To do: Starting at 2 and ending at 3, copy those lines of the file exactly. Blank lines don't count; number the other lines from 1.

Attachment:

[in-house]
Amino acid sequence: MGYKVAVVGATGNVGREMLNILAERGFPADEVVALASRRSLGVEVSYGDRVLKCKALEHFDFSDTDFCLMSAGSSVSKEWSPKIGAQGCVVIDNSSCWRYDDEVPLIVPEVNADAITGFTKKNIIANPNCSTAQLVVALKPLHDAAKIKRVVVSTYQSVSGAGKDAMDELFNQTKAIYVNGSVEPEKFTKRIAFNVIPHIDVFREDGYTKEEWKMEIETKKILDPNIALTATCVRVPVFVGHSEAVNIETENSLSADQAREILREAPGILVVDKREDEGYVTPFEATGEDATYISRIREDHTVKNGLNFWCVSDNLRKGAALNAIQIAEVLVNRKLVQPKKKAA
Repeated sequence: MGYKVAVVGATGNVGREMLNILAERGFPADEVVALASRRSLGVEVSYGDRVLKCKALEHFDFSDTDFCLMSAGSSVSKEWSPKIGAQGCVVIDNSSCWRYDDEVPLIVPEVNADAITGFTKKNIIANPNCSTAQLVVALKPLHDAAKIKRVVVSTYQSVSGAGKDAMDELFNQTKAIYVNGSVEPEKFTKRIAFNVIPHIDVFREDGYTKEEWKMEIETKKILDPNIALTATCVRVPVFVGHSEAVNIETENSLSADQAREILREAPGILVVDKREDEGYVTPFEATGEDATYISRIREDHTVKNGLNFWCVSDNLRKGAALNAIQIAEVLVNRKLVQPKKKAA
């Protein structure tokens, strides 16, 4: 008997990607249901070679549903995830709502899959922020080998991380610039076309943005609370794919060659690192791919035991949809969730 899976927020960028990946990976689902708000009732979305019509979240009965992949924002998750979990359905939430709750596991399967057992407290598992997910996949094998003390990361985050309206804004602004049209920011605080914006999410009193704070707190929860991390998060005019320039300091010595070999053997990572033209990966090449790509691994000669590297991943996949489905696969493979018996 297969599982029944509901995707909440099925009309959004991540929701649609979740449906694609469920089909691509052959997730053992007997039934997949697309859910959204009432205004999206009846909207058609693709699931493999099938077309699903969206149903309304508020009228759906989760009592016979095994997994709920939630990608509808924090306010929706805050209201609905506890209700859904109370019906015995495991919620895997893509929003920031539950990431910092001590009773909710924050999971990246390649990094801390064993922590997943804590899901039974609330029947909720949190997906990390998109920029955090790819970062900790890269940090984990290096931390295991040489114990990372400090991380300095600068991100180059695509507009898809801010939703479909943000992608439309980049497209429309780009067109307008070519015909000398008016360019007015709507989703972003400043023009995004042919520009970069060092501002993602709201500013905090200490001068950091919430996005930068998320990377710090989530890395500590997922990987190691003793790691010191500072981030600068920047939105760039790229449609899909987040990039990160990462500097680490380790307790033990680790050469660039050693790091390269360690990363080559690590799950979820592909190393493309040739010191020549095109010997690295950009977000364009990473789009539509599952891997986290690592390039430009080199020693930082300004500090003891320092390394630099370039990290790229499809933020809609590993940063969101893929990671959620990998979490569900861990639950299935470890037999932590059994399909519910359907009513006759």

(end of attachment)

Amino acid sequence: MGYKVAVVGATGNVGREMLNILAERGFPADEVVALASRRSLGVEVSYGDRVLKCKALEHFDFSDTDFCLMSAGSSVSKEWSPKIGAQGCVVIDNSSCWRYDDEVPLIVPEVNADAITGFTKKNIIANPNCSTAQLVVALKPLHDAAKIKRVVVSTYQSVSGAGKDAMDELFNQTKAIYVNGSVEPEKFTKRIAFNVIPHIDVFREDGYTKEEWKMEIETKKILDPNIALTATCVRVPVFVGHSEAVNIETENSLSADQAREILREAPGILVVDKREDEGYVTPFEATGEDATYISRIREDHTVKNGLNFWCVSDNLRKGAALNAIQIAEVLVNRKLVQPKKKAA
Repeated sequence: MGYKVAVVGATGNVGREMLNILAERGFPADEVVALASRRSLGVEVSYGDRVLKCKALEHFDFSDTDFCLMSAGSSVSKEWSPKIGAQGCVVIDNSSCWRYDDEVPLIVPEVNADAITGFTKKNIIANPNCSTAQLVVALKPLHDAAKIKRVVVSTYQSVSGAGKDAMDELFNQTKAIYVNGSVEPEKFTKRIAFNVIPHIDVFREDGYTKEEWKMEIETKKILDPNIALTATCVRVPVFVGHSEAVNIETENSLSADQAREILREAPGILVVDKREDEGYVTPFEATGEDATYISRIREDHTVKNGLNFWCVSDNLRKGAALNAIQIAEVLVNRKLVQPKKKAA